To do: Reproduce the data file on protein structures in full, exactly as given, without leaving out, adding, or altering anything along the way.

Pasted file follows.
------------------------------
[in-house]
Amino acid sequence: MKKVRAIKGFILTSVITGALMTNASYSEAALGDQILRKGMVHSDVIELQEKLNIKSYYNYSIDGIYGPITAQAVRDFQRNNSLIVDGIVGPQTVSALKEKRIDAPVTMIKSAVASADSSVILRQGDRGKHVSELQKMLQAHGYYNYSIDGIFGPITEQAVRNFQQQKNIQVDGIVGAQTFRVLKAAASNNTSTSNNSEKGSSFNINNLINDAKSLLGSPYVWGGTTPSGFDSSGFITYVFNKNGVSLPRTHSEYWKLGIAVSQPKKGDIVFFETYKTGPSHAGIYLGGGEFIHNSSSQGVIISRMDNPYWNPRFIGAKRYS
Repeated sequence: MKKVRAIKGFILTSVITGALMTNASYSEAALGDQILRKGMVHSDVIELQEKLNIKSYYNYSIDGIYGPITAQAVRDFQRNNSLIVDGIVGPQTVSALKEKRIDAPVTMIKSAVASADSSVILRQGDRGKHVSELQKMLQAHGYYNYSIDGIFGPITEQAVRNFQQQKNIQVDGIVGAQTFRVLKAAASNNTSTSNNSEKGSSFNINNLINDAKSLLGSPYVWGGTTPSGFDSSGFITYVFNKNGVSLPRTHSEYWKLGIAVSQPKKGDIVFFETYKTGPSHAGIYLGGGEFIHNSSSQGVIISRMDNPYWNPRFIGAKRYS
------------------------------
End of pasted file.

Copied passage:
[in-house]
Amino acid sequence: MKKVRAIKGFILTSVITGALMTNASYSEAALGDQILRKGMVHSDVIELQEKLNIKSYYNYSIDGIYGPITAQAVRDFQRNNSLIVDGIVGPQTVSALKEKRIDAPVTMIKSAVASADSSVILRQGDRGKHVSELQKMLQAHGYYNYSIDGIFGPITEQAVRNFQQQKNIQVDGIVGAQTFRVLKAAASNNTSTSNNSEKGSSFNINNLINDAKSLLGSPYVWGGTTPSGFDSSGFITYVFNKNGVSLPRTHSEYWKLGIAVSQPKKGDIVFFETYKTGPSHAGIYLGGGEFIHNSSSQGVIISRMDNPYWNPRFIGAKRYS
Repeated sequence: MKKVRAIKGFILTSVITGALMTNASYSEAALGDQILRKGMVHSDVIELQEKLNIKSYYNYSIDGIYGPITAQAVRDFQRNNSLIVDGIVGPQTVSALKEKRIDAPVTMIKSAVASADSSVILRQGDRGKHVSELQKMLQAHGYYNYSIDGIFGPITEQAVRNFQQQKNIQVDGIVGAQTFRVLKAAASNNTSTSNNSEKGSSFNINNLINDAKSLLGSPYVWGGTTPSGFDSSGFITYVFNKNGVSLPRTHSEYWKLGIAVSQPKKGDIVFFETYKTGPSHAGIYLGGGEFIHNSSSQGVIISRMDNPYWNPRFIGAKRYS